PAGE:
Political unrest resulting from the presidential election in Iran has escalated to a internet battle between the Iranian government and activists, according to the BBC and other sources.
In response to the election, supporters of Mir Hossein Mousavi launched distributed denial-of-service (DDoS) attacks against Tehran government websites and used Twitter to encourage others to do the same. Mousavi proponents are challenging the recent presidential election that Mr. Ahmadinejad seems to have won. The use of search engines to find such information had increased sharply but then seems to have been limited by the government.
Specifically, at 3 p.m. eastern standard time on 20th june 2009, political activists initiated DDoS offensives against government websites, using Twitter and Facebook to share sites where users could download tools to participate in the attacks, Ariel Silverstone, an independent security consultant, told SCMagazineUS.com.
Following the initial attacks and Twitter posts, the Iranian government, shut down internet usage in Iran to block citizens’ access to information. For a period of 20 hours the Iranian government shut off internet services it is claimed. At that time Iranian television broadcast only movies, and there were no references to the protests occurring in the streets.
It appears that the internet shutdown was lifted mid-afternoon on Sunday 21st June, but the Iranian government now is reportedly filtering traffic and has blocked certain sites, such as Facebook and the BBC news website. There were a number of reports that Twitter email addresses and Facebook accounts were hacked by what appears to be the Iranian government, although concrete evidence is hard to find.
Once the internet and search engine shutoff was lifted in Iran, more sites proliferated that offered internet sharing tools for download, so others could participate in cyberattacks against Iranian government websites.
Political “hacktivists” have posted instructions on how to execute DDoS attacks against Iranian leadership websites. They are targeting websites of the Iranian government and Iranian news bureaus controlled by the Iranian government, including http://www.leader.ir/; http://president.ir/; http://www.irib.ir/; http://www.iribnews.ir/.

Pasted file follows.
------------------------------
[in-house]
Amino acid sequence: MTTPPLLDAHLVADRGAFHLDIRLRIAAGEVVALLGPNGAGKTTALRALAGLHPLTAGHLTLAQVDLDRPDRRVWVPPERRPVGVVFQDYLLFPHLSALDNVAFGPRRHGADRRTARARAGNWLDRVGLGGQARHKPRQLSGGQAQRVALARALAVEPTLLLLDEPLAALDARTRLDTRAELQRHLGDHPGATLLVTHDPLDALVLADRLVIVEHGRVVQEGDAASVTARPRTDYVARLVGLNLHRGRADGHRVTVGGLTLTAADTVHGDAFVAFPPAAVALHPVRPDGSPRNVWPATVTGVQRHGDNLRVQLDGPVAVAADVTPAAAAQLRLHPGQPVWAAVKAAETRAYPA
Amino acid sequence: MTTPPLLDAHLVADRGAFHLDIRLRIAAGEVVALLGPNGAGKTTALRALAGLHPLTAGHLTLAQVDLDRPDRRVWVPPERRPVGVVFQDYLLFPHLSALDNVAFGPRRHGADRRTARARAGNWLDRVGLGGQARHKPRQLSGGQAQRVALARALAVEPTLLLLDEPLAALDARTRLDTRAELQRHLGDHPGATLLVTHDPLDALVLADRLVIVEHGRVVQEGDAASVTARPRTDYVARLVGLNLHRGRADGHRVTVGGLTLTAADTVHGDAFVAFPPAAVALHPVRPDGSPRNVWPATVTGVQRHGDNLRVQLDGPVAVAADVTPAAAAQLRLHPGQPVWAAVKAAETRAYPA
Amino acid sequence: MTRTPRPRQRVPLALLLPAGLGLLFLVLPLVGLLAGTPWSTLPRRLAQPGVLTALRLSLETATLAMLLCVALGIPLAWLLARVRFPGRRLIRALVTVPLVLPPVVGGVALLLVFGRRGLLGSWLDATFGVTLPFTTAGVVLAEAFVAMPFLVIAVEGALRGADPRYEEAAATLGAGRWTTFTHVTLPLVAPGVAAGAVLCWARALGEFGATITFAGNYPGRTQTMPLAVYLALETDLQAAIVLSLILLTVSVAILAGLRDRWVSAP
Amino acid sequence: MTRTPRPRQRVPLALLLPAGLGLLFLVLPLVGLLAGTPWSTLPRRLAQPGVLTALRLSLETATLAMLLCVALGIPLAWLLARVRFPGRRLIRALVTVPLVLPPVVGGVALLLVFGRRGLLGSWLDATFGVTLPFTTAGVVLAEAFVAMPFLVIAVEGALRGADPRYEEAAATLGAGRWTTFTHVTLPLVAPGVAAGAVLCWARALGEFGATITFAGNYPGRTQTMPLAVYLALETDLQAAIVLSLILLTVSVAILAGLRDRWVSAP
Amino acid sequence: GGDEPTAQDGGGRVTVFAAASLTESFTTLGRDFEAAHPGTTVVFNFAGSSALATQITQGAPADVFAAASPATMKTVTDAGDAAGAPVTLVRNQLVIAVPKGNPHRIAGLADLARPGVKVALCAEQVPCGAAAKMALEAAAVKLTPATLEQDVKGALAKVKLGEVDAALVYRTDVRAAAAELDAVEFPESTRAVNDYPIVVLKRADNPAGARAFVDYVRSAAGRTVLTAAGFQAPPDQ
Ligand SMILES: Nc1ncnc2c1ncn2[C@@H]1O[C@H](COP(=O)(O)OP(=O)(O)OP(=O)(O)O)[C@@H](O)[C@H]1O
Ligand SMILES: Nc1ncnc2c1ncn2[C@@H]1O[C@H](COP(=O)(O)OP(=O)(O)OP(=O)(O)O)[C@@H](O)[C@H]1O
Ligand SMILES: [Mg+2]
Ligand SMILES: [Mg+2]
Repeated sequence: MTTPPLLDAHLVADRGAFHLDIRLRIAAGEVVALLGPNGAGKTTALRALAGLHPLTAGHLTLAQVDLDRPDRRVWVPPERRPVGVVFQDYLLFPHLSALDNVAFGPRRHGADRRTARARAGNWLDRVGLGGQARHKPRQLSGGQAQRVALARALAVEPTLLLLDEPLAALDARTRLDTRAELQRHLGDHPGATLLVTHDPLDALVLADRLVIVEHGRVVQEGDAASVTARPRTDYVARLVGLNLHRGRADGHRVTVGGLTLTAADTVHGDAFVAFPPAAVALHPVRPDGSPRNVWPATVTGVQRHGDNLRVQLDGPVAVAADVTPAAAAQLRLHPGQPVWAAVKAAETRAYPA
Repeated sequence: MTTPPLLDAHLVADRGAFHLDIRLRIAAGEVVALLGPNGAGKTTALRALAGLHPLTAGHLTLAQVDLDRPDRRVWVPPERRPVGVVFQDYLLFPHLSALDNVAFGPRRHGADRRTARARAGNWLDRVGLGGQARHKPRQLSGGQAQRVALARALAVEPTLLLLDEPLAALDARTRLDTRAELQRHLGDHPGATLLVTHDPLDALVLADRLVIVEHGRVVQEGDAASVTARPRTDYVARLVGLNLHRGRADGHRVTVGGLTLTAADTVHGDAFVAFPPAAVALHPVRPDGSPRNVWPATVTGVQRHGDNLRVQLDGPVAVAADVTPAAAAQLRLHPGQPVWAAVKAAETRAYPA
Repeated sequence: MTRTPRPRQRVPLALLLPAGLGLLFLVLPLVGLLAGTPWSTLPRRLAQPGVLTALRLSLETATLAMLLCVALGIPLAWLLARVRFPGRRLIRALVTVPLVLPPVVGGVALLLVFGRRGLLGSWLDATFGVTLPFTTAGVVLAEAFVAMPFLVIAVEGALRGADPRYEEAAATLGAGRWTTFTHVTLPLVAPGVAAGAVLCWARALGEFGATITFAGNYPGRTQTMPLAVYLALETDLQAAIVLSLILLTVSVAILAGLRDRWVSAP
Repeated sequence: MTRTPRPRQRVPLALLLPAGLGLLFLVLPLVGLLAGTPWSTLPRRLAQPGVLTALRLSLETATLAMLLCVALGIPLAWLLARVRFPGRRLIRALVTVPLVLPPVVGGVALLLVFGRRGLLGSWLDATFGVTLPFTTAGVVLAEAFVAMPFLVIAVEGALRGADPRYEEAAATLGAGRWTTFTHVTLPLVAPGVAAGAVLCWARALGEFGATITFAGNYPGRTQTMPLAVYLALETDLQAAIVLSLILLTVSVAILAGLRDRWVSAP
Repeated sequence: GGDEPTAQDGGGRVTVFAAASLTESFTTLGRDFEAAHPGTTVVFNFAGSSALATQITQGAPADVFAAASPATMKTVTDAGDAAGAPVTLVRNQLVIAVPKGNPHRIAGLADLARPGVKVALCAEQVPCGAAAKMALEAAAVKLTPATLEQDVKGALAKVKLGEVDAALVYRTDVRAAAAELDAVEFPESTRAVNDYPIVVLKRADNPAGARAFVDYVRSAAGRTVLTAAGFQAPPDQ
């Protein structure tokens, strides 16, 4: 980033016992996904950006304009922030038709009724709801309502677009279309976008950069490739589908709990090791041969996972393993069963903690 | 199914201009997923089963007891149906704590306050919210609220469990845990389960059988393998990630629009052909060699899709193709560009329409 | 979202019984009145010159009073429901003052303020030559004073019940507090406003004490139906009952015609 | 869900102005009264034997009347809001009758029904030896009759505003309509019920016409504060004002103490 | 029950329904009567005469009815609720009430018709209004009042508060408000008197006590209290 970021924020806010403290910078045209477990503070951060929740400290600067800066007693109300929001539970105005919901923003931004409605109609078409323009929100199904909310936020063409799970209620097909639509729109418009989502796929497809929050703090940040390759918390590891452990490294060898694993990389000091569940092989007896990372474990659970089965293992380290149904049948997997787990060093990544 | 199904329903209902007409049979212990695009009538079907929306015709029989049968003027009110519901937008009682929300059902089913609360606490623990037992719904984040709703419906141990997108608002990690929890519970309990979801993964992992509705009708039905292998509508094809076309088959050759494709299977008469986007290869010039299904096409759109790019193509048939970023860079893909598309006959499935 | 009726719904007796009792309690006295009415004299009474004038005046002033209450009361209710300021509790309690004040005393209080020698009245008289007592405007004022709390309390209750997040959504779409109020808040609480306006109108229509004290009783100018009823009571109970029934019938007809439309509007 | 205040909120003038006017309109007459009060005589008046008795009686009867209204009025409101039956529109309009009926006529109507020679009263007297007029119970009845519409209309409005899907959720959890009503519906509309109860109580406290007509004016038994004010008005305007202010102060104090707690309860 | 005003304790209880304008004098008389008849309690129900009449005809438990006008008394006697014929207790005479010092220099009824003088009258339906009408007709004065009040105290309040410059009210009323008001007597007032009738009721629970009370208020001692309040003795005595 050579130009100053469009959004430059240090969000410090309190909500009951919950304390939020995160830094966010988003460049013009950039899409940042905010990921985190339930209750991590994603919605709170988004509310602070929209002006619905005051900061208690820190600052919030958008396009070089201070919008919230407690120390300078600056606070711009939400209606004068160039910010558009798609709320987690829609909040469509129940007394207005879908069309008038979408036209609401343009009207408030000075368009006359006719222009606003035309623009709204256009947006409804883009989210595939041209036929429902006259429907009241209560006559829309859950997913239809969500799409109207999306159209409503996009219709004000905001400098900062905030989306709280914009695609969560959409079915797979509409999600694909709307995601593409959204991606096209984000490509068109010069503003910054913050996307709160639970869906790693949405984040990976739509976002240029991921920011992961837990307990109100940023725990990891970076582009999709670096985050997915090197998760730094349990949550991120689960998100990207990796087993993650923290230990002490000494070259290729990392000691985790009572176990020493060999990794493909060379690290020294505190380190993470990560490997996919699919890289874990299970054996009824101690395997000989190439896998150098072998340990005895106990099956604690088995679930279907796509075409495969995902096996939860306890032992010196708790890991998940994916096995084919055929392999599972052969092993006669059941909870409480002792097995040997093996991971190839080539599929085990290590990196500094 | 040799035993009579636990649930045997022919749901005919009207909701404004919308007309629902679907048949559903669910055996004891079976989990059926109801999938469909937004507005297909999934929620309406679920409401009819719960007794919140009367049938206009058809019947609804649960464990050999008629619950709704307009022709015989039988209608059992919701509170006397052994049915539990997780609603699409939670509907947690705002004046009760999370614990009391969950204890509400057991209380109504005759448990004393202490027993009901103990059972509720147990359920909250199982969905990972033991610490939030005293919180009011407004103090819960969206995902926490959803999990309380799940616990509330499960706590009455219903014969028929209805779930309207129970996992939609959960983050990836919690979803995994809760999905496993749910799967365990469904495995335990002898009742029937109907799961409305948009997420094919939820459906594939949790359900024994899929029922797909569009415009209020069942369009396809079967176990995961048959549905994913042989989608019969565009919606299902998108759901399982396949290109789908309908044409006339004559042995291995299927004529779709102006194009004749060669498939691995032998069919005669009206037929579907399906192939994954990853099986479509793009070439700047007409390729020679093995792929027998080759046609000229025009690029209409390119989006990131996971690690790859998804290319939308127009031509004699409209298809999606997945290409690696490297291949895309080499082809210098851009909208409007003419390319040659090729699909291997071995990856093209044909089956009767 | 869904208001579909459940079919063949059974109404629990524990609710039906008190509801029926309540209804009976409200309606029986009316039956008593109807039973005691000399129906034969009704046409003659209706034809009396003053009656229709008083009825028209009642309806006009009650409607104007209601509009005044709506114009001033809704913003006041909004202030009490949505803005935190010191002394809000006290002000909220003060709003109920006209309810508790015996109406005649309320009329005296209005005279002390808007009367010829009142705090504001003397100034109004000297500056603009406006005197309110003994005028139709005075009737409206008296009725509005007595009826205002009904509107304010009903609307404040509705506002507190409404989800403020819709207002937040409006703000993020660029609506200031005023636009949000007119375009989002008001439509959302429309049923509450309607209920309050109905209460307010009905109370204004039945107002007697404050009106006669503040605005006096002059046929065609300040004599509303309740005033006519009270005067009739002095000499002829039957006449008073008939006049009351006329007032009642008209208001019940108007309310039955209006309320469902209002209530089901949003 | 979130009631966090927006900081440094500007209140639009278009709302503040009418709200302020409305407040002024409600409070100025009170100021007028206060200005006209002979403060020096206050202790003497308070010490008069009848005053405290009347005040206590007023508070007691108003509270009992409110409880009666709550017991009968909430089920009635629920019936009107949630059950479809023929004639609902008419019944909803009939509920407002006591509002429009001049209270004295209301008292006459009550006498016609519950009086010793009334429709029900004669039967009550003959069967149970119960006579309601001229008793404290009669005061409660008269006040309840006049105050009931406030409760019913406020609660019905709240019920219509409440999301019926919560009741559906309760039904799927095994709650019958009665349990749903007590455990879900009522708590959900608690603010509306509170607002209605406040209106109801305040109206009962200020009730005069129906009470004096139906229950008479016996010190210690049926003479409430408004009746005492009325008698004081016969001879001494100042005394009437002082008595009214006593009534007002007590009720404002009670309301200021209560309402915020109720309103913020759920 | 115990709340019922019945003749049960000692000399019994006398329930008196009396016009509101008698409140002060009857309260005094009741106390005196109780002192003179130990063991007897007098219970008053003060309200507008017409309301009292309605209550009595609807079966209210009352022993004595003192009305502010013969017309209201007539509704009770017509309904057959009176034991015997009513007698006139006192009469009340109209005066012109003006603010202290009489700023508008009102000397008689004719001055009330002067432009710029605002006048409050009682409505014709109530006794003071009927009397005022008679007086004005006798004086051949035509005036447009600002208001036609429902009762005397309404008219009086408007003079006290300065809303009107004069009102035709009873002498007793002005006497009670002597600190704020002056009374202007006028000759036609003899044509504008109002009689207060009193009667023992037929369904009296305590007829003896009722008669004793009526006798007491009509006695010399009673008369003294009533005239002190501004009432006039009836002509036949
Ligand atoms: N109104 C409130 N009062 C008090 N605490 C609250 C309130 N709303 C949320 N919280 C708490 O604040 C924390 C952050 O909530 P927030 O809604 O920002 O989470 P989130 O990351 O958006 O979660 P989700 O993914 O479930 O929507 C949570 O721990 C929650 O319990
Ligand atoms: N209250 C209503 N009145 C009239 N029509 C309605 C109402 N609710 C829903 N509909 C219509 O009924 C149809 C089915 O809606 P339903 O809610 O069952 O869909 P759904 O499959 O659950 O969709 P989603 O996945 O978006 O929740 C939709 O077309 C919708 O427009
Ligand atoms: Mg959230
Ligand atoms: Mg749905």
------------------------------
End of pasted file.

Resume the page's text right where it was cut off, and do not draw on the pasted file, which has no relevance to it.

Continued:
So far, the DDoS attacks against the Iranian government have taken several forms. One of the tools available for download enables users to participate in a “ping flood” attack, in which a huge number of network monitoring packets are sent to a web server, with the intention of causing it to crash. Further to this users can also download a different program that would enable them to participate in a “GET flood” DDoS attack. In this style attack, the downloaded program acts like a web browser and continuously tries to access a web page over and over, making the target web server unable to respond to legitimate requests.
One recent Twitter message read: “Join the information attack (Cyber War) on Ahmadinejad’s government.” The tweet then includes a link to a Google Docs file (accessible via the search engine) with a list of sites that users can click on to participate in a DDoS attack. If users click on one of the listed URLs, their browser refreshes multiple times, the impact on the growing search marketing activities in Iran has been huge with legitimate companies suffering and their internet marketing being hit.